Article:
Notably, this approach is only advisable when it is guaranteed that service of the action – including the confidentiality order – upon the defendant will be successful. If the defendant is a foreign entity, or if service must be made to a foreign address, there is always a risk of the service being unsuccessful or found invalid later on. This would mean that the information was disclosed without the recipient being bound by the confidentiality order, which would again mean that the protection is lost. In cases involving foreign parties, an option to consider may be serving a redacted version of the action only. The request for a confidentiality order and the submission of the confidential information should then only be made after the opposing counsel indicated their representation.

Another issue that has already arisen is the protection of trade secrets in enforcement proceedings. In a recent case, the defendant had to render information and account. It refused doing so as long as the court had not yet decided upon its respective confidentiality request. In first instance, the Mannheim Regional Court confirmed this approach. It held that a confidentiality order could still be sought during enforcement proceedings, provided that the information at stake and alleged to contain trade secrets was to be produced there for the first time (Landgericht Mannheim, Order of 13 January 2021, docket no. 2 O 73/20 ZV II). Later on, however, the court held that the confidentiality request did not have the effect of suspending or extending the time limit set for the defendant to comply with the judgment. It expressly noted that a defendant who has been unconditionally ordered to render information may not delay compliance until the court has ruled on a confidentiality request that was filed only after the judgment was handed down. This view was later upheld in second instance (Oberlandesgericht Karlsruhe, Order of 13 October 2022, docket no. 6 W 39/22). As a consequence, it is advisable to invoke any interests in keeping certain information confidential already in the main proceedings, even before a decision is made as to whether the information must be disclosed at all. Another interesting observation is that apparently at least the courts in Mannheim and Karlsruhe consider it possible to restrict rendering of information and account by applying the confidentiality regime.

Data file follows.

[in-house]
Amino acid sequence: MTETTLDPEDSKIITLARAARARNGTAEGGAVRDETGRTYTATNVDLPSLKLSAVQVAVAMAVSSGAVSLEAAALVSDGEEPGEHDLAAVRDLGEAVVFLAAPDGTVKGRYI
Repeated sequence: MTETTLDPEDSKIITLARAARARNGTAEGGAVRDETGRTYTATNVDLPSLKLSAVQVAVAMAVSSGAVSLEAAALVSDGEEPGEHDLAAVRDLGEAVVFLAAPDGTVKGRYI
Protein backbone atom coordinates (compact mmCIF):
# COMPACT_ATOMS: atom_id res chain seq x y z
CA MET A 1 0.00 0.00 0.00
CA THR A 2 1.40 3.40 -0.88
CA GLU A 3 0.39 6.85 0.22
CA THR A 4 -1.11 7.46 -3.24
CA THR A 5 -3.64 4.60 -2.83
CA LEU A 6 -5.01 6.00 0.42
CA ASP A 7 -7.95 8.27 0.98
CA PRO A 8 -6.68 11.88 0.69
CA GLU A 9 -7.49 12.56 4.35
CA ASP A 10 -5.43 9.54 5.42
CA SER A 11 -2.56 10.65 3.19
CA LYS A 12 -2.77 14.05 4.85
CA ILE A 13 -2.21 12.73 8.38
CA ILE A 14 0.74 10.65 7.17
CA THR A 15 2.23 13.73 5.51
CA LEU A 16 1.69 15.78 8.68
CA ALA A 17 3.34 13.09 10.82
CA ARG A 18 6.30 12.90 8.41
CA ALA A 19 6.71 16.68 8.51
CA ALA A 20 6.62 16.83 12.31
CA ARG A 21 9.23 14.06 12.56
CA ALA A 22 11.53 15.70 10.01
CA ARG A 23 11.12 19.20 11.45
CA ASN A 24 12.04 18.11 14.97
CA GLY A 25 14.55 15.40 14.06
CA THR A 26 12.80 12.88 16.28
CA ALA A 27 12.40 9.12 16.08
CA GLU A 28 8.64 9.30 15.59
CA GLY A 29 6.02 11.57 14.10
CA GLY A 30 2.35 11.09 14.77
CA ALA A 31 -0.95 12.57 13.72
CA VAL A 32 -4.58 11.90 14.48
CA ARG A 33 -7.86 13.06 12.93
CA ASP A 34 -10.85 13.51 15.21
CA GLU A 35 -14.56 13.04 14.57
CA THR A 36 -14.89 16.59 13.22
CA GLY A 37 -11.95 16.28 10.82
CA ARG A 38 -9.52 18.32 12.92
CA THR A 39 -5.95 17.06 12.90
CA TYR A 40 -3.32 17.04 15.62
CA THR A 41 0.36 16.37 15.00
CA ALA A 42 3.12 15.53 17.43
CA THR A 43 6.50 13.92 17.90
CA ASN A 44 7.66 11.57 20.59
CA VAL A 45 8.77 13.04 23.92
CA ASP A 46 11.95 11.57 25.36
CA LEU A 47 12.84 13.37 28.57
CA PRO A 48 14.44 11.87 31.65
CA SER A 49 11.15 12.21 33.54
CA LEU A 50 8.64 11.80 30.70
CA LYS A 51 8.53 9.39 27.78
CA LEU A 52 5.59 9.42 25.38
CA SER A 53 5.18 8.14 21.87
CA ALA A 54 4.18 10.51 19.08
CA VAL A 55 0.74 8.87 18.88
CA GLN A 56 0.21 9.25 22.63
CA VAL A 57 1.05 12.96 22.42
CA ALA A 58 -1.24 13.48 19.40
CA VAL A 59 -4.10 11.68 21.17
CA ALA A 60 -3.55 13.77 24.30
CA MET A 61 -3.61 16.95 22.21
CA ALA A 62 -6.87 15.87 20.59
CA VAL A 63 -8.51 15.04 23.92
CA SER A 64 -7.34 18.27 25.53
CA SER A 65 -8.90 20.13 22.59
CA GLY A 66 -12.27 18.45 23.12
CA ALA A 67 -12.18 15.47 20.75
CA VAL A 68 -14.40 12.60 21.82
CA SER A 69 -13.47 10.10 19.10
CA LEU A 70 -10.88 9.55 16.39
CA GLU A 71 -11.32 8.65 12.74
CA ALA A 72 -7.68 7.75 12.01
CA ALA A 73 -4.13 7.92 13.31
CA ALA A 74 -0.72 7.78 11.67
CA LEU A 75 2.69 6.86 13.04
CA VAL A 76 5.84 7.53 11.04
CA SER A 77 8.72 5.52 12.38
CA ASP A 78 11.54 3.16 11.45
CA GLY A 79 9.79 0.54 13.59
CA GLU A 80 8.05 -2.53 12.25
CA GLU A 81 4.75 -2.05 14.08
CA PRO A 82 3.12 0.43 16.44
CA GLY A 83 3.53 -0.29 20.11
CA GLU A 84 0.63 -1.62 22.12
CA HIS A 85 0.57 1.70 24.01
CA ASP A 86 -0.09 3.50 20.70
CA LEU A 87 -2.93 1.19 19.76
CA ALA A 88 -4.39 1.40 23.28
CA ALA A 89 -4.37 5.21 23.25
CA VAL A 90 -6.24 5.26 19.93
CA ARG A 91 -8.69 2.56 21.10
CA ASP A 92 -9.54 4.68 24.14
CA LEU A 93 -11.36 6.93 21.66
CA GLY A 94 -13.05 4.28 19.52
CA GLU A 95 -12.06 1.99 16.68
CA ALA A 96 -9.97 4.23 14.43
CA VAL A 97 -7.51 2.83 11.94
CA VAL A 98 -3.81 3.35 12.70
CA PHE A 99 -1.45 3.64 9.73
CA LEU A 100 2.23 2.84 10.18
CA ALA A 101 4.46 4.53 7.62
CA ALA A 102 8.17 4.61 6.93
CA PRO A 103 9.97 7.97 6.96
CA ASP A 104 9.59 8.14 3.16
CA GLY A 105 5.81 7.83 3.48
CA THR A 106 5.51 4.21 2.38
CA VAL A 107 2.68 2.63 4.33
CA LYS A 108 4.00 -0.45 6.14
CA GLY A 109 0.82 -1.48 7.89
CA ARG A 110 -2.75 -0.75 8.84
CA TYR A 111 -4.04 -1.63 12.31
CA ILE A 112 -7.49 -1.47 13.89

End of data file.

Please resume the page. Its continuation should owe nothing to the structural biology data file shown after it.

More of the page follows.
In summary, the courts have come to terms with the new confidentiality regime. They have proven that they can find workable solutions to problems of all kinds that the legislature did not foresee in this way. However, there are still many uncertainties as to how exactly the courts will address specific situation. This requires careful advice and close communication with the courts to ensure that the parties’ legitimate interests in keeping their trade secrets confidential are honored. However it is already evident that the new trade secrets regime has proven to be an improvement over the rules previously in place.